This is the fifth in a 10-part series previewing some of the biggest questions the Buffalo Bills will have to answer when training camp begins July 27 at St. John Fisher College in Pittsford.
If the question in the headline of this article sounds familiar, it’s because the exact same thing was asked at this time a year ago.
The Buffalo Bills’ special teams has underperformed for two straight years. After ranking second overall in 2014 in the Dallas Morning News’ rankings – which are accepted as the league standard – the Bills slumped to 16th in 2015. That ranking dropped all the way down to 24th in 2016.
Despite that, special teams coordinator Danny Crossman will be back for a fifth season at the helm. Like Rex Ryan did before him, Sean McDermott elected to keep Crossman on staff. He’ll have a new assistant, as Matthew Smiley joined the coaching staff this offseason while Eric Smith and Kathryn Smith weren’t retained.
The biggest change, however, is with the team’s personnel. Gone from last year are mainstays Jonathan Meeks (second on the team with 316 snaps on special teams), Lerentee McCray (fourth with 255 snaps) and Corey White (fifth, 247). Kicker Dan Carpenter was also cut, as was long snapper Garrison Sanborn.
That’s the nature of special teams in the NFL, which are made up largely by reserve players who are replaceable. Sergio Brown, Mike Gillislee and Robert Blanton are other players who saw significant snaps in 2016 and are now ex-Bills.
“I mean, that’s part of this business,” Crossman said. “You’d like to be able to really build something where you have a gradual progression… You know, those couple of true core guys as they age and they move out either because of age and/or they develop as a position guy, you constantly have those guys behind them to be able to establish and take over those roles. So if you have great competition throughout the roster it’s really going to help you in my phase in terms of always having that next guy ready to step in.”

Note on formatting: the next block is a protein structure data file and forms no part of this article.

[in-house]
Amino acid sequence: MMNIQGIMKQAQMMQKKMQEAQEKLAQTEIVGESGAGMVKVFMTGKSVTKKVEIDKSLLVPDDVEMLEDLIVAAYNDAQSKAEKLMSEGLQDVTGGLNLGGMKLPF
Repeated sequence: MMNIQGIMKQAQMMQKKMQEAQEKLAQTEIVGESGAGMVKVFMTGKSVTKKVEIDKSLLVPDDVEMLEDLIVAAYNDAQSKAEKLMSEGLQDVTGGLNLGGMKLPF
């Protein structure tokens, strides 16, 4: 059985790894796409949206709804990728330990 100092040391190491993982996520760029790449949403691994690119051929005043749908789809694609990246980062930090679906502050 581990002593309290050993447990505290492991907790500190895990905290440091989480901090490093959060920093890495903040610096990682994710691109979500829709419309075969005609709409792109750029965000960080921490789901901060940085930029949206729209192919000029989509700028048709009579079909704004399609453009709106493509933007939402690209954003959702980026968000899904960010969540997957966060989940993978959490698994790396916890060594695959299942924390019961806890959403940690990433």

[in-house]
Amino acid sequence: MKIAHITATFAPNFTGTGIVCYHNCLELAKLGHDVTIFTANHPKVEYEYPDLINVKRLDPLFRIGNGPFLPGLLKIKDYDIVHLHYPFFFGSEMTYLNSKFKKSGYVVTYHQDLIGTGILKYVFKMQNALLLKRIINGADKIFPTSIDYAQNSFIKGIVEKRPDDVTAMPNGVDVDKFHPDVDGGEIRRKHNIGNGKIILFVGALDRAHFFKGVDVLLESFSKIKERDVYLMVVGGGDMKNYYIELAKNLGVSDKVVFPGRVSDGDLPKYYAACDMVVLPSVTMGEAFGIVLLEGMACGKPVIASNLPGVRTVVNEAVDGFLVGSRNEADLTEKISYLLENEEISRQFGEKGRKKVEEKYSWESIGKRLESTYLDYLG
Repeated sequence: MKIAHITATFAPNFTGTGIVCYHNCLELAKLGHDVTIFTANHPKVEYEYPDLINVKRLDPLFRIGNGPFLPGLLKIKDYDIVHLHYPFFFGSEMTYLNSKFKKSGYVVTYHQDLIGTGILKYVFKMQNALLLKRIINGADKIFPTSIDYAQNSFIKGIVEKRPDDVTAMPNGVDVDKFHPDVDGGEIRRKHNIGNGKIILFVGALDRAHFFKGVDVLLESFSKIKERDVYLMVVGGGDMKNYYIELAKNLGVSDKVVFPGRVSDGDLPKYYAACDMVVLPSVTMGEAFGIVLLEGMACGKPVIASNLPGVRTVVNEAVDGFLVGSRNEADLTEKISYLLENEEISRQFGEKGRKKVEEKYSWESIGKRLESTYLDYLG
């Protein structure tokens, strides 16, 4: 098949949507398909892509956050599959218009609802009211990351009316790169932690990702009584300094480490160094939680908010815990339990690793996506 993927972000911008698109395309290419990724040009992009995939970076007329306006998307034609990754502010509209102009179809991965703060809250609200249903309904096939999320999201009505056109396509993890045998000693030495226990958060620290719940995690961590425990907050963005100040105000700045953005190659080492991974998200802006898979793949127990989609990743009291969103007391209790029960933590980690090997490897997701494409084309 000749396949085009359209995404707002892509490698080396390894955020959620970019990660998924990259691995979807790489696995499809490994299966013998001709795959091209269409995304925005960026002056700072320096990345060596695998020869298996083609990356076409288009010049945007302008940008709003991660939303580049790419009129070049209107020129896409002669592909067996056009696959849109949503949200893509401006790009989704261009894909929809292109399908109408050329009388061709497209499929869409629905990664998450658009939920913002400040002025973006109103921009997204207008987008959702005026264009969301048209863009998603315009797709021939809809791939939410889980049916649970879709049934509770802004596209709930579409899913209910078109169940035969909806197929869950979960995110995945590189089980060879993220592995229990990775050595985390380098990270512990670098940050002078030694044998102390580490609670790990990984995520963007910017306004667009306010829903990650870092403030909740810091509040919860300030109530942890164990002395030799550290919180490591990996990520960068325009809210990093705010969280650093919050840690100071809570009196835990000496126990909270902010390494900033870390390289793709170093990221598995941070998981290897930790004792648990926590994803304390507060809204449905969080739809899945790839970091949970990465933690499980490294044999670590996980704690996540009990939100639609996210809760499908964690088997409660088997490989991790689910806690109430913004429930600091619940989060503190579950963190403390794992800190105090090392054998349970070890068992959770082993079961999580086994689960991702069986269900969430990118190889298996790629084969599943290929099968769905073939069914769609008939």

While there will be significant turnover, the Bills did manage to re-sign a pair of players in linebacker Lorenzo Alexander and safety Colt Anderson who figure to play key roles on special teams. Linebacker Ramon Humber, who led the team with 336 snaps and 12 tackles, is also back, while draft picks Matt Milano and Tanner Vallejo are projected to be immediate contributors.
“I really feel good right now about where we’re going,” Crossman said. “Now we got to develop it.”
He’ll get that chance under McDermott, who has built significant time to work on special teams into each practice.
“Coach has been outstanding,” Crossman told the Bills’ official website. “He’s given us good time both in the meeting room and on the practice field. Those periods throughout the course of the practice is ideal because that’s how the game is played. You’ve got to be able to transition from your offensive or defensive position to the kicking game and then after you have to transition back to offense or defense. That’s the ideal way to do it in my opinion and fortunately coach agrees.”
So where do the Bills need to improve most? The kicking game is a good place to start. The Bills ranked tied for 28th in made field goals (19) and 30th in field-goal percentage (76 percent), as well as 27th in extra-point percentage (88.9 percent).
That’s why Carpenter is gone and will be replaced by former Seahawks kicker Stephen Hauschka. A Super Bowl winner, Hauschka signed a four-year contract with the Bills. He’s got a career conversion rate of 87.2 percent on field goals, which ranks third in NFL history.
“We feel great as an organization with Stephen and his abilities to be an outstanding performer both on PATs, field goals, and kickoffs,” Crossman said.
The punting game wasn’t much better in 2016, as the Bills ranked 30th in net punting average (38.1 yards), down from seventh the year before (41.3). Buffalo's gross punting average of 42.4 yards ranked 31st, and the team placed just 20 punts inside the opponent's 20-yard line, which ranked 28th.
Although punter Colton Schmidt was re-signed, he’ll be challenge at camp by rookie undrafted free agent Austin Rehkow.
“Colton’s bright enough to realize that everybody’s job is up for grabs,” Crossman said. “Obviously here, but around the National Football League, you have to perform. And you’re performing and you’re competing not only against the guys that are sitting in that room today, you’re competing against the guy that could be sitting in there tomorrow or two months from now."